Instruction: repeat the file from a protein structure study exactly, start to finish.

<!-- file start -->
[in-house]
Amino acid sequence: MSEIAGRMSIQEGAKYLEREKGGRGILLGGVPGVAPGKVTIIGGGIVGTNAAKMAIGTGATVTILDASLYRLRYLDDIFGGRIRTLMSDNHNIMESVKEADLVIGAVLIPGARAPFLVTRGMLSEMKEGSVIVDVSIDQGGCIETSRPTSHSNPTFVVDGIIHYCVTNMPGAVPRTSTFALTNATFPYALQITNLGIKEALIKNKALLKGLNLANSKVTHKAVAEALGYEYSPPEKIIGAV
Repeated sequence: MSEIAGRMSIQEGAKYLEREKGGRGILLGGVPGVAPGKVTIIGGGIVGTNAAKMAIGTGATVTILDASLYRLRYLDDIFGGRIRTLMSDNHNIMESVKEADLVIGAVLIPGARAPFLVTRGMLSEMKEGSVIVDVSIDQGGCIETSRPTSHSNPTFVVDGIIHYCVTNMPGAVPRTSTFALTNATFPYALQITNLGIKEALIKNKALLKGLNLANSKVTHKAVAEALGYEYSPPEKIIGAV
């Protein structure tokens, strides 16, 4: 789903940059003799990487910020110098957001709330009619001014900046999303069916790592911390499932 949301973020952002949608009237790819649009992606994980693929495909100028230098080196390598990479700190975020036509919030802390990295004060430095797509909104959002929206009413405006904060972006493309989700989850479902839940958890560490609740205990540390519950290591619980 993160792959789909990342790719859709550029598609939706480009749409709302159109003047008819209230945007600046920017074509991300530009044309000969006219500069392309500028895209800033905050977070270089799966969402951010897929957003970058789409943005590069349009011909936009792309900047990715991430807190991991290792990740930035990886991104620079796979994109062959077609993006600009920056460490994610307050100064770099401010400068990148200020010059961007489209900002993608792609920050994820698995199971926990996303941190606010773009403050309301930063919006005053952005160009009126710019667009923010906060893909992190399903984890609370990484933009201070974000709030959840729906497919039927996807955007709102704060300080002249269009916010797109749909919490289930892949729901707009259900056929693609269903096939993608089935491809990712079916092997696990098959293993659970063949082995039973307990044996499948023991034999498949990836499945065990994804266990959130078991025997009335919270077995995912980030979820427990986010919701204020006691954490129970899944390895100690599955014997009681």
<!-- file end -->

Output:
[in-house]
Amino acid sequence: MSEIAGRMSIQEGAKYLEREKGGRGILLGGVPGVAPGKVTIIGGGIVGTNAAKMAIGTGATVTILDASLYRLRYLDDIFGGRIRTLMSDNHNIMESVKEADLVIGAVLIPGARAPFLVTRGMLSEMKEGSVIVDVSIDQGGCIETSRPTSHSNPTFVVDGIIHYCVTNMPGAVPRTSTFALTNATFPYALQITNLGIKEALIKNKALLKGLNLANSKVTHKAVAEALGYEYSPPEKIIGAV
Repeated sequence: MSEIAGRMSIQEGAKYLEREKGGRGILLGGVPGVAPGKVTIIGGGIVGTNAAKMAIGTGATVTILDASLYRLRYLDDIFGGRIRTLMSDNHNIMESVKEADLVIGAVLIPGARAPFLVTRGMLSEMKEGSVIVDVSIDQGGCIETSRPTSHSNPTFVVDGIIHYCVTNMPGAVPRTSTFALTNATFPYALQITNLGIKEALIKNKALLKGLNLANSKVTHKAVAEALGYEYSPPEKIIGAV
């Protein structure tokens, strides 16, 4: 789903940059003799990487910020110098957001709330009619001014900046999303069916790592911390499932 949301973020952002949608009237790819649009992606994980693929495909100028230098080196390598990479700190975020036509919030802390990295004060430095797509909104959002929206009413405006904060972006493309989700989850479902839940958890560490609740205990540390519950290591619980 993160792959789909990342790719859709550029598609939706480009749409709302159109003047008819209230945007600046920017074509991300530009044309000969006219500069392309500028895209800033905050977070270089799966969402951010897929957003970058789409943005590069349009011909936009792309900047990715991430807190991991290792990740930035990886991104620079796979994109062959077609993006600009920056460490994610307050100064770099401010400068990148200020010059961007489209900002993608792609920050994820698995199971926990996303941190606010773009403050309301930063919006005053952005160009009126710019667009923010906060893909992190399903984890609370990484933009201070974000709030959840729906497919039927996807955007709102704060300080002249269009916010797109749909919490289930892949729901707009259900056929693609269903096939993608089935491809990712079916092997696990098959293993659970063949082995039973307990044996499948023991034999498949990836499945065990994804266990959130078991025997009335919270077995995912980030979820427990986010919701204020006691954490129970899944390895100690599955014997009681």